You are here
Home > Arts & Culture > “He was everything to the choir”

“He was everything to the choir”

(Courtesy Gabriel Berberian)

Bernardin Houle, choir director and organist for the St. Francis Xavier Mission Catholic Church, and a prominent figure in Kahnawake, passed away last Wednesday, June 3. He was 96.

Houle was a member of the choir since he was 29 years old, for over 60 years.

Even though he was from Ahuntsic in Montreal East, he would utilize several means of public transit to make it every Sunday to church in Kahnawake.

Father Vincent Esprit said, “He was so important that if he didn’t come to play, the choir would not sing.”

Esprit said Houle was always early to funerals and masses and never missed a Sunday.

Esprit described Houle as a very polite and quiet man who was exceptionally dedicated to the church and the community of Kahnawake.

“The church will miss him,” he said. “His commitment and dedication to the church and the community is unparalleled.”

Houle retired in fall 2019, but according to Esprit, only provided a one-day notice of his retirement.

“He was so humble I guess he didn’t want any public recognition for his work,” Esprit said. “He came in one Sunday and said this was his last Sunday and we all were in shock because we had nothing planned and all we could do was take photos with him.”

“He was well respected in the church and the community,” Esprit said. “Very disciplined and dedicated man.”

The youngest member of the choir is Drey Morris, a student under Houle.

“He showed me the organ,” 14 year-old Morris said. “He taught me one of the songs.”

Morris, who says he joined the choir around four years ago, said Houle shared stories about his life to him.

“He spoke about when he first started playing the organ when he was 17,” Morris said. “He was one of the nicest guys to ever live. He went through a lot in his life and he remained so nice and such a beautiful soul.”

“He meant a lot to me. He was like a grandfather to me,” Morris added.

Beverley Delormier, who started the choir in 2010, said Houle was amazing.

“He told me his mother took him to Saint Joseph’s Oratory when he was a little boy and he shook hands with brother André; he shook hands with a saint,” Delormier said.

“He was witty and he would make you laugh,” she said. “I couldn’t get over his memory too, he had such a sharp memory.”

Delormier also highlighted that Houle will be remembered by his commitment to the church and community.

Annette Jacobs, who is the longest member of choir for over 30 years, said she remembers his dedication and commitment to the church as well.

“I got to know him as dedicated, determined and loyal,” Jacobs said. “I do believe the only time he missed Sunday mass was when his mother was sick.”

Jacobs also remembers his musical talents and says he was a “wonderful musician.”

“I don’t think the choir would have existed without him,” Jacobs added. “He was there all the time.”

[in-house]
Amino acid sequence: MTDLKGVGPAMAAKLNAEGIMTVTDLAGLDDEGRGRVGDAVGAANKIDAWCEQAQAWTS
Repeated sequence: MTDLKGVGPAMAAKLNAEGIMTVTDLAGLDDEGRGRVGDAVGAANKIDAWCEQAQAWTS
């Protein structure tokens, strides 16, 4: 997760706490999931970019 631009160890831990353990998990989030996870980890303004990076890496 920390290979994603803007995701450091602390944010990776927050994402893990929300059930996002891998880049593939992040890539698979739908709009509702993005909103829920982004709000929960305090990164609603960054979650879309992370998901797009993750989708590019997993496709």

Jacobs said his presence was always encouraging and he never lost his patience with anyone.

“He was a special man,” she said.

Kakaionstha Deer, who was with the choir for 34 years, also remembers how Houle made it to Sunday mass despite the distance.

“Nothing stopped him,” Deer said. “He was the most devoted organist you could have.”

Deer said his impact on the church and the community is clear and memorable.

“He loved the music and he loved the people in the choir,” she said. “He was an exceptional human being. He called us his family and he was part of our family too.”

“You don’t meet people like that anymore,” she said. “He was so devoted to what he did he was amazing.”

Due to the restrictions of COVID-19, a memorial will be held when health and safety permits.

“As Mr. Houle was ascending to the Sky World,” Deer said, “He was greeted joyously by all the choir members who had gone before – his musical family.”

[email protected]

 

Dear Readers:

As an essential service that is still open during the COVID-19 pandemic, The Eastern Door is fighting hard to keep news like this flowing, in our print product, though an online subscription at www.eastermdoor.com and here, for free, on our website and Facebook.

But when a large portion of our regular revenue has disappeared due to so many other businesses being closed, our circulation being affected by the same issue, and all of our specials canceled until the end of the year, we are looking for alternative ways to keep operations going, staff paid, and the paper out every Friday for you to enjoy.

Please consider a financial contribution to help us keep doing what we do best; telling the stories of our people in a contemporary medium – a solid, continuing archive that documents our cherished, shared history. Your kind donation will go to a newspaper that stands as the historical record, in-depth, informative and award-winning news; colourful stories, and a big boost to the local economy by employing 95 percent local workers.

Also, please consider subscribing to our e-edition, which comes out Thursday night, at www.easterndoor.com today, or pick up your copy Friday morning in Kahnawake, Kanesatake or Chateauguay. Akwesasne delivery has been suspended due to the pandemic and border issues.

We exercise real freedom of the press every single day. Without our reporters fighting for the truth our community would be missing a whole lot of facts, separated from gossip and rumors.

E-transfers are accepted and very much appreciated at: [email protected]

Top